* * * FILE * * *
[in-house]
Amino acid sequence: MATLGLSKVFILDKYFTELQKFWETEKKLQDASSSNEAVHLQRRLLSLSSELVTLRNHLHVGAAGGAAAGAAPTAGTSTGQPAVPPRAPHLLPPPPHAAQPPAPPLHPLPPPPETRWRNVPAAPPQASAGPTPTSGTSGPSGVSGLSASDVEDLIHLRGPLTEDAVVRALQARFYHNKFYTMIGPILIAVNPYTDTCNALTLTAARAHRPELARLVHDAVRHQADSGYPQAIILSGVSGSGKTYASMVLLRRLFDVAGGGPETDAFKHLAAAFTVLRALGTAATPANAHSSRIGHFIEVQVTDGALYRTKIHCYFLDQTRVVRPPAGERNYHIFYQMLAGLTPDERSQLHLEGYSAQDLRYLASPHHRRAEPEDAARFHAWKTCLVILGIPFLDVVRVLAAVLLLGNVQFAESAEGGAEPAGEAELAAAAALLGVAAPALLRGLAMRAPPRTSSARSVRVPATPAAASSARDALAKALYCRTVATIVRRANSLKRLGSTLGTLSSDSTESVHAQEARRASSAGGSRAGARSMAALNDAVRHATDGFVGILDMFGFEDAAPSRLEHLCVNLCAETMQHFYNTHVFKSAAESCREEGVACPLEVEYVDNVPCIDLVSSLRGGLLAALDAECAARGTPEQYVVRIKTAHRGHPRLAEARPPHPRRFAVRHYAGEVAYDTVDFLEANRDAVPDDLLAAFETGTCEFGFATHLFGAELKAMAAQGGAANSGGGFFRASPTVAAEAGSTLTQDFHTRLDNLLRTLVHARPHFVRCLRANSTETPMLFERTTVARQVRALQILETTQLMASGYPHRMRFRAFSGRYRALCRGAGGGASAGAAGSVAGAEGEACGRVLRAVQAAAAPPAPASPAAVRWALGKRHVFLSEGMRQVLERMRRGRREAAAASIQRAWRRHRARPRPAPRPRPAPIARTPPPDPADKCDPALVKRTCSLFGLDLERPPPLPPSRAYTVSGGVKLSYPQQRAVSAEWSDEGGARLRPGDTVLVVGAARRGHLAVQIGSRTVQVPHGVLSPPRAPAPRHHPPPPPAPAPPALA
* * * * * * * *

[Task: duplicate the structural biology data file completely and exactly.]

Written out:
[in-house]
Amino acid sequence: MATLGLSKVFILDKYFTELQKFWETEKKLQDASSSNEAVHLQRRLLSLSSELVTLRNHLHVGAAGGAAAGAAPTAGTSTGQPAVPPRAPHLLPPPPHAAQPPAPPLHPLPPPPETRWRNVPAAPPQASAGPTPTSGTSGPSGVSGLSASDVEDLIHLRGPLTEDAVVRALQARFYHNKFYTMIGPILIAVNPYTDTCNALTLTAARAHRPELARLVHDAVRHQADSGYPQAIILSGVSGSGKTYASMVLLRRLFDVAGGGPETDAFKHLAAAFTVLRALGTAATPANAHSSRIGHFIEVQVTDGALYRTKIHCYFLDQTRVVRPPAGERNYHIFYQMLAGLTPDERSQLHLEGYSAQDLRYLASPHHRRAEPEDAARFHAWKTCLVILGIPFLDVVRVLAAVLLLGNVQFAESAEGGAEPAGEAELAAAAALLGVAAPALLRGLAMRAPPRTSSARSVRVPATPAAASSARDALAKALYCRTVATIVRRANSLKRLGSTLGTLSSDSTESVHAQEARRASSAGGSRAGARSMAALNDAVRHATDGFVGILDMFGFEDAAPSRLEHLCVNLCAETMQHFYNTHVFKSAAESCREEGVACPLEVEYVDNVPCIDLVSSLRGGLLAALDAECAARGTPEQYVVRIKTAHRGHPRLAEARPPHPRRFAVRHYAGEVAYDTVDFLEANRDAVPDDLLAAFETGTCEFGFATHLFGAELKAMAAQGGAANSGGGFFRASPTVAAEAGSTLTQDFHTRLDNLLRTLVHARPHFVRCLRANSTETPMLFERTTVARQVRALQILETTQLMASGYPHRMRFRAFSGRYRALCRGAGGGASAGAAGSVAGAEGEACGRVLRAVQAAAAPPAPASPAAVRWALGKRHVFLSEGMRQVLERMRRGRREAAAASIQRAWRRHRARPRPAPRPRPAPIARTPPPDPADKCDPALVKRTCSLFGLDLERPPPLPPSRAYTVSGGVKLSYPQQRAVSAEWSDEGGARLRPGDTVLVVGAARRGHLAVQIGSRTVQVPHGVLSPPRAPAPRHHPPPPPAPAPPALA